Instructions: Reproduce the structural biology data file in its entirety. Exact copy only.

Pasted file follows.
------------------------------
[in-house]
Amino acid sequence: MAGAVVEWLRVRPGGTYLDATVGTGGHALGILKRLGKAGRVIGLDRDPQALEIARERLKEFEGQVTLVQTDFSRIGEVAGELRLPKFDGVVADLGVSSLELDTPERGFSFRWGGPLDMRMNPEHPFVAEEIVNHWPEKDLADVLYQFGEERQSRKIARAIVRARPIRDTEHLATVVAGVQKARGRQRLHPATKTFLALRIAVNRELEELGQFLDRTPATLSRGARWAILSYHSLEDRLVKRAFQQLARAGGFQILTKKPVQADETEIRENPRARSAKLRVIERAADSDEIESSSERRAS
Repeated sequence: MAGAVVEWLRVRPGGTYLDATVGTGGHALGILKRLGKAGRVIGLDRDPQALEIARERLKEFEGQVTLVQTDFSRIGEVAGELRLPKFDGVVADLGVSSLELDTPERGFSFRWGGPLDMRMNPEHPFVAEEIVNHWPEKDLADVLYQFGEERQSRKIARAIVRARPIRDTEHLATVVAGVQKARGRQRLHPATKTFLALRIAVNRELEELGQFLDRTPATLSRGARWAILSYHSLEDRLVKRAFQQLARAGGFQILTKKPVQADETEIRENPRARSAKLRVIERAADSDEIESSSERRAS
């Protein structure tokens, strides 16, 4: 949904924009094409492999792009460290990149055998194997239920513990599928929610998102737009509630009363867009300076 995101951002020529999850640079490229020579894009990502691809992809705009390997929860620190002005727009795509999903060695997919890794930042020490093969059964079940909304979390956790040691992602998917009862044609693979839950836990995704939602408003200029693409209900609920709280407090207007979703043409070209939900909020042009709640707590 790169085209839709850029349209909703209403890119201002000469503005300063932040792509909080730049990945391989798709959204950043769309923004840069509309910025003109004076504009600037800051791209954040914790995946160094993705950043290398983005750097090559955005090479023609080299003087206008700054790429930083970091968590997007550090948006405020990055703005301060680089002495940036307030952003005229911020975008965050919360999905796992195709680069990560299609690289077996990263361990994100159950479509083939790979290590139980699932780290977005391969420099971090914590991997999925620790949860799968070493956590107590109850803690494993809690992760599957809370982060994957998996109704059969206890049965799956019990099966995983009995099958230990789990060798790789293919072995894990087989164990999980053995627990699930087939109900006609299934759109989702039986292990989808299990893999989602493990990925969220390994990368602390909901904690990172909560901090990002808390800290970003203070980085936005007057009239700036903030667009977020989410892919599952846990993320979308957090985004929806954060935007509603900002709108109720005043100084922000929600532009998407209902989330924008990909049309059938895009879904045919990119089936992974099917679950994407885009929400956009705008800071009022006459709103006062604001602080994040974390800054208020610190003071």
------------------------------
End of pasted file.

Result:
[in-house]
Amino acid sequence: MAGAVVEWLRVRPGGTYLDATVGTGGHALGILKRLGKAGRVIGLDRDPQALEIARERLKEFEGQVTLVQTDFSRIGEVAGELRLPKFDGVVADLGVSSLELDTPERGFSFRWGGPLDMRMNPEHPFVAEEIVNHWPEKDLADVLYQFGEERQSRKIARAIVRARPIRDTEHLATVVAGVQKARGRQRLHPATKTFLALRIAVNRELEELGQFLDRTPATLSRGARWAILSYHSLEDRLVKRAFQQLARAGGFQILTKKPVQADETEIRENPRARSAKLRVIERAADSDEIESSSERRAS
Repeated sequence: MAGAVVEWLRVRPGGTYLDATVGTGGHALGILKRLGKAGRVIGLDRDPQALEIARERLKEFEGQVTLVQTDFSRIGEVAGELRLPKFDGVVADLGVSSLELDTPERGFSFRWGGPLDMRMNPEHPFVAEEIVNHWPEKDLADVLYQFGEERQSRKIARAIVRARPIRDTEHLATVVAGVQKARGRQRLHPATKTFLALRIAVNRELEELGQFLDRTPATLSRGARWAILSYHSLEDRLVKRAFQQLARAGGFQILTKKPVQADETEIRENPRARSAKLRVIERAADSDEIESSSERRAS
């Protein structure tokens, strides 16, 4: 949904924009094409492999792009460290990149055998194997239920513990599928929610998102737009509630009363867009300076 995101951002020529999850640079490229020579894009990502691809992809705009390997929860620190002005727009795509999903060695997919890794930042020490093969059964079940909304979390956790040691992602998917009862044609693979839950836990995704939602408003200029693409209900609920709280407090207007979703043409070209939900909020042009709640707590 790169085209839709850029349209909703209403890119201002000469503005300063932040792509909080730049990945391989798709959204950043769309923004840069509309910025003109004076504009600037800051791209954040914790995946160094993705950043290398983005750097090559955005090479023609080299003087206008700054790429930083970091968590997007550090948006405020990055703005301060680089002495940036307030952003005229911020975008965050919360999905796992195709680069990560299609690289077996990263361990994100159950479509083939790979290590139980699932780290977005391969420099971090914590991997999925620790949860799968070493956590107590109850803690494993809690992760599957809370982060994957998996109704059969206890049965799956019990099966995983009995099958230990789990060798790789293919072995894990087989164990999980053995627990699930087939109900006609299934759109989702039986292990989808299990893999989602493990990925969220390994990368602390909901904690990172909560901090990002808390800290970003203070980085936005007057009239700036903030667009977020989410892919599952846990993320979308957090985004929806954060935007509603900002709108109720005043100084922000929600532009998407209902989330924008990909049309059938895009879904045919990119089936992974099917679950994407885009929400956009705008800071009022006459709103006062604001602080994040974390800054208020610190003071």